http://network.nationalpost.com/np/blog ... india.aspx
While the sale is unlikely, co-operation is quite likely and desirable.


I wouldn't write it off as all hot air Jagdish, in many ways the two companies getting together to form a joint export division would be a great idea and could benefit both. There is no point in having the two heavy-water manufactures competing in a world dominated by the light-water players, together they could offer a full line of reactors from 250MW to 1500MW at very competitive prices.

And it's not like the two companies broke ties completely when the governments did, both kept a information conduit open with each other via the CANDU Owners Group that India was not expelled from after the nuclear test.

Is it a done deal? Not by a long shot, but I have a felling that people are talking and the Globe article was a bit of a balloon to see what the Canadian public might think.


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PostPosted: Nov 20, 2009 5:44 pm 
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The following was posted by a colleague today on cdn-nucl listserv....

Quote:
From: cdn-nucl-l-admin@mailman1.cis.McMaster.CA [mailto:cdn-nucl-l-admin@mailman1.cis.McMaster.CA] On Behalf Of Brown, Morgan
Sent: November-20-09 3:16 PM
To: Andrew Daley; Nuclear
Subject: RE: [cdn-nucl-l] India should buy AECL

UNRESTRICTED | ILLIMITÉ

I'm the one responsible for the CNS "claim" that an overall CANDU fleet performance is closer to 80%. It's on the (new) CNS web site under education, then media, then "CANDU reliability". It's a few months out of date, partly because Bruce Power data is now rarely published in the public media (e.g., Nucleonics Week). Nonetheless, based on as-built capacities (i.e., no de-rating of units allowed), CANDU performance is about 80% for the fleet in Ontario, and somewhere closer to 85 - 88% for the CANDU 6 fleet (if you choose to remove the units shut for refurb). It all depends upon how you add the numbers, as to exactly what number you get.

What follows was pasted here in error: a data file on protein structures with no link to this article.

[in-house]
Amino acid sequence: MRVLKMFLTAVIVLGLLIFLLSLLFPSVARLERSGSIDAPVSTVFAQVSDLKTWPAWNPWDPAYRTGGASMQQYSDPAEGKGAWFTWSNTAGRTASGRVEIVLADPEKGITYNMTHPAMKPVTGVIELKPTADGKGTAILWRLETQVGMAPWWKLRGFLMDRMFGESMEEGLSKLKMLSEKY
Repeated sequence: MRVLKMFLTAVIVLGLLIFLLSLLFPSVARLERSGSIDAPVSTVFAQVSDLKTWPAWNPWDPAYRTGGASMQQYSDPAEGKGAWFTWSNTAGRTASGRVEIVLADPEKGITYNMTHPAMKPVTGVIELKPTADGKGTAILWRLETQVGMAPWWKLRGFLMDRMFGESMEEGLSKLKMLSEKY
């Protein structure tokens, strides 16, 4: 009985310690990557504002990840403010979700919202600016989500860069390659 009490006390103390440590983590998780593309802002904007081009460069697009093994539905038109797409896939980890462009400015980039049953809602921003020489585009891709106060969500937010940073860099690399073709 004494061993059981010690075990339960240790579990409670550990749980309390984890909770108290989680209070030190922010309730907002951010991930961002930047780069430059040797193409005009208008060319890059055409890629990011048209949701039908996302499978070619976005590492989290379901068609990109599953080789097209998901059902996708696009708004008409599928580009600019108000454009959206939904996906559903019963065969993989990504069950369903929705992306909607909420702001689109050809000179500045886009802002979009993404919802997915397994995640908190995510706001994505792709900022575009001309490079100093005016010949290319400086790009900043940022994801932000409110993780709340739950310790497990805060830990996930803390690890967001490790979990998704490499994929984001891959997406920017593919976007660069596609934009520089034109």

I was astonished to see a claim of 90% for India's reactors. This is certainly not borne out by the country stats of Nuclear Engineering Int'l, which ranks India closer to 50% than 90%.

Morgan Brown
(me own opinions, written from my sick bed)


-----Original Message-----
From: cdn-nucl-l-admin@mailman1.cis.McMaster.CA [mailto:cdn-nucl-l-admin@mailman1.cis.McMaster.CA]On Behalf Of Andrew Daley
Sent: November 20, 2009 2:59 PM
To: Nuclear
Subject: [cdn-nucl-l] India should buy AECL

this was an interesting article...

Despite the fact that I obviously don't share the writers political opinions and I happen to think nuclear weapons are a big deal, that is...

But several points I felt some of you on this list may wish to comment on... namely:

1. "Indian heavy water reactors have been a scintillating success and, according to the Journal of Nuclear Engineering and Design, have achieved over 90% capacity utilization in the last decade. "

2. "As a result, India developed an indigenous series of heavy water reactors that dramatically outperform CANDUs in performance and cost attributes."

3. "By contrast, the Ontario Clean Air Alliance reports the province's fleet of CANDUs sported a 65% utilization rate in 2005. The Canadian Nuclear Society claims an overall CANDU fleet performance of closer to 80%."

Any thoughts?

-Andrew